Jerusalem Unbound: Geography, History, and the Future of the Holy City by Michael Dumper
In his latest book on Jerusalem, Jerusalem Unbound, Michael Dumper begins with the important question, “why another book on Jerusalem?” With such a plethora of literature on Jerusalem and its context on the larger Palestinian conflict, the question is valid. Interestingly, Dumper justifies his most recent of three books on the city by his recent work on the interdisciplinary project entitled Conflict in Cities and the Contested State, which has pulled together scholars in sociology, architecture, urban studies, engineering, and political science to cultivate new perspectives on Jerusalem as an urban space. The results, claim Dumper, influenced his desire to write another book on Jerusalem, this time focusing on the city as a divided city with competing and contesting borders.
Dumper draws upon previous research on divided cities, using the term to characterize Jerusalem in the same category as Belfast, Brussels, and Mostar, cities in which he continually references. He argues that Jerusalem is a special case. Not only is it a truly divided city, it also has a specific religious identity that makes the divisions much more complex than other examples. His main thesis, which he argues throughout the book, is that there are limitless borders within the city, created by ethnic, religious, political, and sectarian differences that overlap and connect in complex ways. It is not just a two-sided division between Palestinians and Israelis, but a confusing array of social and political identities and accompanying statuses.
Chapter 1 begins with a discussion of what Dumper labels “hard borders” of the city. These include borders created by walls, highways, barriers, checkpoints, and other physical barriers. Dumper examines the creation and expansion of these borders in a historical sense while also looking at how such borders affect the security infrastructure of Jerusalem and Israel’s ability to impose its military order through such infrastructure.
In the second chapter, Dumper introduces his conception of the “soft borders” of Jerusalem. Where the hard borders are visible to any observer, Jerusalem is a dizzying maze of more subtle borders, including those resulting from various education system, electoral voting patterns, and results of continued settler colonies and Israel’s incomplete annexation of East Jerusalem. Such borders affect the way that the city is lived and understood by its residents, and more often than not, soft borders contradict the apparent hard borders of the city. The result is that despite Israel’s colonial claim to the city, spaces of autonomy and uneven state control continue to dictate life for the city’s residents.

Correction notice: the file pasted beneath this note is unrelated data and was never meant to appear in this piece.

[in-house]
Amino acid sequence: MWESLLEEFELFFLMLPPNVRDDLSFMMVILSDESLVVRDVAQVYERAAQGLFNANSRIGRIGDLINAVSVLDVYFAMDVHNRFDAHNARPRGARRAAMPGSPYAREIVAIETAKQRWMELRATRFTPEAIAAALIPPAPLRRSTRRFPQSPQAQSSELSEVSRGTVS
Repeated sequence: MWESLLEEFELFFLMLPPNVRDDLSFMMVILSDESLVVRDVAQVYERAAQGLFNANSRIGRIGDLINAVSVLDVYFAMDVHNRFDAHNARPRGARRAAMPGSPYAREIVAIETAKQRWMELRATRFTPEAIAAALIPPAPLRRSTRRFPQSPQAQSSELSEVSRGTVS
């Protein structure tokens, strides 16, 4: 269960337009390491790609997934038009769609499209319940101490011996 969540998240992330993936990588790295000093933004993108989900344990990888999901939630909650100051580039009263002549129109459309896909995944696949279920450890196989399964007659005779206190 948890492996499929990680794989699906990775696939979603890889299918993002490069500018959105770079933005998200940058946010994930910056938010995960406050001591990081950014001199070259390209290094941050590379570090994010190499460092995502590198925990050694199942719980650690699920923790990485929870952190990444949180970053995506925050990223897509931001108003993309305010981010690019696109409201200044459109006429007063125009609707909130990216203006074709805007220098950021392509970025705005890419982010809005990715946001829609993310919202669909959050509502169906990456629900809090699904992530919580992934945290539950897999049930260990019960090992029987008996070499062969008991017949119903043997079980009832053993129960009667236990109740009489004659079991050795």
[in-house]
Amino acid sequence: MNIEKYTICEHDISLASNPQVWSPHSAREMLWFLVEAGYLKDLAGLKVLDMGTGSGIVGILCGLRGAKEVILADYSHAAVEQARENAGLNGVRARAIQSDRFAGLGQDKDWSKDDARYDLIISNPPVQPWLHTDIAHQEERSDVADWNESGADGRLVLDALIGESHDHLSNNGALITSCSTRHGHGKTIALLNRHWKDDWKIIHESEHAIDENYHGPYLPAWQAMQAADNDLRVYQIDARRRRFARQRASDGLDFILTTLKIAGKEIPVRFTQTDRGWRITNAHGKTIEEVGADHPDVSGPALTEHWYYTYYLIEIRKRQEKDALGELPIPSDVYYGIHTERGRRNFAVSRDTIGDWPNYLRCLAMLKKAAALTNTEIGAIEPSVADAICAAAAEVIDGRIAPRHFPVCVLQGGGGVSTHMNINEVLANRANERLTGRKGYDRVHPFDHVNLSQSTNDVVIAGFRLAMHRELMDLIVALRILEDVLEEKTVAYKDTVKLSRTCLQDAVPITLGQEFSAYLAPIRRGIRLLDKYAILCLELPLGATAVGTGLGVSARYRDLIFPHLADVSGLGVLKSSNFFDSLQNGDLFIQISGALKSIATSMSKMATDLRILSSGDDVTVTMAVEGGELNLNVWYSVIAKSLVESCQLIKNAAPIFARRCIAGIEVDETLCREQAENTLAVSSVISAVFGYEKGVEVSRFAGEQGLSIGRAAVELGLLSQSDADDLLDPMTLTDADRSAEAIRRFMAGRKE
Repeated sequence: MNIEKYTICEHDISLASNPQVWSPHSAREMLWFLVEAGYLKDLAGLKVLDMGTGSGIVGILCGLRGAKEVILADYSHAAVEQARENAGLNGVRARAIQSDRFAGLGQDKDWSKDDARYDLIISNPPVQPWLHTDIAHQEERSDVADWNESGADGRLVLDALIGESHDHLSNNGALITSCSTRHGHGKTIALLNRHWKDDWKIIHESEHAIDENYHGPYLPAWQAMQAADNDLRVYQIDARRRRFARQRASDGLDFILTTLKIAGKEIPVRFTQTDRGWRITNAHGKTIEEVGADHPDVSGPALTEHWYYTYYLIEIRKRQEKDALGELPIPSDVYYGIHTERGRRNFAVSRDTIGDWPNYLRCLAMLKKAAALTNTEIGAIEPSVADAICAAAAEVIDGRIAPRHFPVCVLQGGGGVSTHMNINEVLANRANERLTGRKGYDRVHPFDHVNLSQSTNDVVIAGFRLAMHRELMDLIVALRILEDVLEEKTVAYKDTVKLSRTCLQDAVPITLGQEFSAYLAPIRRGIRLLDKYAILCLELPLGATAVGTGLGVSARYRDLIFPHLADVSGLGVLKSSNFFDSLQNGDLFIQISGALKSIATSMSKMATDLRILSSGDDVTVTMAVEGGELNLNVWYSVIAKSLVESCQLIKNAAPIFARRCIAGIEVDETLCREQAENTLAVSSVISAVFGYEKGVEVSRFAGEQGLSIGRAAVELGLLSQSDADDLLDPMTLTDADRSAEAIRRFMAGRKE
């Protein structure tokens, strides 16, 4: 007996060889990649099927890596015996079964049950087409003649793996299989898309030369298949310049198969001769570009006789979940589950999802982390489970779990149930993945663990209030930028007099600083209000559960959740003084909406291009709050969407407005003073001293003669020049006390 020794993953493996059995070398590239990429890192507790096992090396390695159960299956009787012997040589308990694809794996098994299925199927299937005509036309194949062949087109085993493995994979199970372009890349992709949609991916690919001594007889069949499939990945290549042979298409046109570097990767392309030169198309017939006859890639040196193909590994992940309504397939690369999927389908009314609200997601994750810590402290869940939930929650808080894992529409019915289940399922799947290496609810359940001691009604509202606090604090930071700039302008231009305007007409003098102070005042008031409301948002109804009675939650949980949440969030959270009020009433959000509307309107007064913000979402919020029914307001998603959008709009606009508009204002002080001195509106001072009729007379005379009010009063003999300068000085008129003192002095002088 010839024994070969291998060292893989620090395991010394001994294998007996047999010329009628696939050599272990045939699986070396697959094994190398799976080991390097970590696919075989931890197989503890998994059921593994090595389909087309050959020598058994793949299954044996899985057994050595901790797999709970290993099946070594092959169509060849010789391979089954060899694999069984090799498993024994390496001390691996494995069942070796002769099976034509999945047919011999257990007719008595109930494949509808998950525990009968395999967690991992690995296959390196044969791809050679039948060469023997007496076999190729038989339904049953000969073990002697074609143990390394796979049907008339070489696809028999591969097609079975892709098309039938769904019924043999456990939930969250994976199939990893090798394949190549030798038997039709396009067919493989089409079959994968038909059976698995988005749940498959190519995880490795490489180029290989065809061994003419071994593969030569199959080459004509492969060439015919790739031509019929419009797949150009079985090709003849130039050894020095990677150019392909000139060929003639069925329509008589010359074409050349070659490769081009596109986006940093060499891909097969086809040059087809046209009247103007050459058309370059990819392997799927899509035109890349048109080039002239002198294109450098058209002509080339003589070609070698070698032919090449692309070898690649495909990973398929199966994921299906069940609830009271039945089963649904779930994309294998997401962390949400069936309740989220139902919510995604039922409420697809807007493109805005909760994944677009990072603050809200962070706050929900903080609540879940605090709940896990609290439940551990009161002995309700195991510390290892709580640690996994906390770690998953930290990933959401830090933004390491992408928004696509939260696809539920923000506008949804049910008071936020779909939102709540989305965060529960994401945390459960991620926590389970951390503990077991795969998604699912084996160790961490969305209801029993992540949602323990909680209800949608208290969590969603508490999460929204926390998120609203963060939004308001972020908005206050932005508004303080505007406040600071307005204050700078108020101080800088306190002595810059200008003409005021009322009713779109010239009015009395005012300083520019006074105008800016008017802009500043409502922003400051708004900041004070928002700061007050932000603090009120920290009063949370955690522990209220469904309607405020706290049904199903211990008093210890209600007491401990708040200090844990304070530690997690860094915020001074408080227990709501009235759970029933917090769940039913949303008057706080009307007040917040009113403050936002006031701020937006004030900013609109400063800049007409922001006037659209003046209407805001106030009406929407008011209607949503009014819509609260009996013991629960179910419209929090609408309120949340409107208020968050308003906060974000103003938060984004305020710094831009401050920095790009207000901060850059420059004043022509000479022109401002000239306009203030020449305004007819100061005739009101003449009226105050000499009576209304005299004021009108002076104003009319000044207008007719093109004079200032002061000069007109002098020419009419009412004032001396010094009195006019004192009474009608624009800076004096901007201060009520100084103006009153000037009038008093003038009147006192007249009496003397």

The third chapter explores the “holiness” of Jerusalem. For Dumper, it is not just the contrasts between hard and soft borders that make the city of Jerusalem so complex, but the borders created by religious practices. He argues that religious sovereignty by small enclave communities (Muslim, Jewish, and Christian alike) have created areas where Israel’s direct control comes further into question. Each community in a sense controls certain parts of the city, and such control becomes incorporated into the larger Israeli-Palestinian conflict.
Dumper spends the final two chapters outlining a detailed proposal for a peaceful solution based on his previous analysis. Because of Jerusalem’s divergent borders, a simple political solution that entails a tow-part divided city is not practical and ignores the realities of everyday life by residents of the holy city. Rather, any solution must account for hard and soft borders as well as religious autonomy by multiple communities who claim Jerusalem to be holy. Dumper eloquently argues that such complexities have rarely been addressed in peace negotiations.
It is perhaps here that Dumper’s argument becomes weakest, perhaps due to the abundance of solutions presented by various analysts or to Dumper’s sometimes overly deep knowledge of international law and the city. Yet at the same time his specific attention not to the entirety of the Palestinian-Israeli conflict, but rather on the settlement of the city of Jerusalem specifically, make his argument much more palatable and useful for genera audiences and policymakers alike. Dumpers unmatched knowledge of the everyday dynamics of Jerusalem make his insight incredibly valuable.
In sum, Jerusalem Unbound is a clearly organized, meticulously researched, highly readable guide to Jerusalem’s complex social and political landscape. Readers with an interest in political geography, urban studies, and international law will all benefit from Dumpers analysis, yet his accessible writing style will also appeal to casual readers with an interest in the holy city, its history, and its many fascinating details.